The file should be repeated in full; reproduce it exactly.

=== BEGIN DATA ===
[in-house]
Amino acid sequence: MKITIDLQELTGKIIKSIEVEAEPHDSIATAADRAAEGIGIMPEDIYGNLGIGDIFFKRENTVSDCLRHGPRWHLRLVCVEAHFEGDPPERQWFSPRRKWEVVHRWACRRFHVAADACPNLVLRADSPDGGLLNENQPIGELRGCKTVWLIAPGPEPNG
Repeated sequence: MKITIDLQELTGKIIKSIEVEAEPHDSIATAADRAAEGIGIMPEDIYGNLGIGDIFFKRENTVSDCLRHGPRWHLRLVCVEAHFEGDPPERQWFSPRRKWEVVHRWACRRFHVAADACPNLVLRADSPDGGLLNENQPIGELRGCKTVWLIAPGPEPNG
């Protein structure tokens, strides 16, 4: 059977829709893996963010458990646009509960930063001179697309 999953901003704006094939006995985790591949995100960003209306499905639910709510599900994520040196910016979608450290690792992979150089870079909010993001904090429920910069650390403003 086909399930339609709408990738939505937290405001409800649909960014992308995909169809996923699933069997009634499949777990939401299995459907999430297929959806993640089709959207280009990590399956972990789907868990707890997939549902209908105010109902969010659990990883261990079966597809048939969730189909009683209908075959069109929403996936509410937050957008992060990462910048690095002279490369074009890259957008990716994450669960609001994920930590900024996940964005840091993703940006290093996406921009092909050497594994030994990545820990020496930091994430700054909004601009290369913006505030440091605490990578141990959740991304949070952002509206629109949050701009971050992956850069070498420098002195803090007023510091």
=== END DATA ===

[in-house]
Amino acid sequence: MKITIDLQELTGKIIKSIEVEAEPHDSIATAADRAAEGIGIMPEDIYGNLGIGDIFFKRENTVSDCLRHGPRWHLRLVCVEAHFEGDPPERQWFSPRRKWEVVHRWACRRFHVAADACPNLVLRADSPDGGLLNENQPIGELRGCKTVWLIAPGPEPNG
Repeated sequence: MKITIDLQELTGKIIKSIEVEAEPHDSIATAADRAAEGIGIMPEDIYGNLGIGDIFFKRENTVSDCLRHGPRWHLRLVCVEAHFEGDPPERQWFSPRRKWEVVHRWACRRFHVAADACPNLVLRADSPDGGLLNENQPIGELRGCKTVWLIAPGPEPNG
């Protein structure tokens, strides 16, 4: 059977829709893996963010458990646009509960930063001179697309 999953901003704006094939006995985790591949995100960003209306499905639910709510599900994520040196910016979608450290690792992979150089870079909010993001904090429920910069650390403003 086909399930339609709408990738939505937290405001409800649909960014992308995909169809996923699933069997009634499949777990939401299995459907999430297929959806993640089709959207280009990590399956972990789907868990707890997939549902209908105010109902969010659990990883261990079966597809048939969730189909009683209908075959069109929403996936509410937050957008992060990462910048690095002279490369074009890259957008990716994450669960609001994920930590900024996940964005840091993703940006290093996406921009092909050497594994030994990545820990020496930091994430700054909004601009290369913006505030440091605490990578141990959740991304949070952002509206629109949050701009971050992956850069070498420098002195803090007023510091």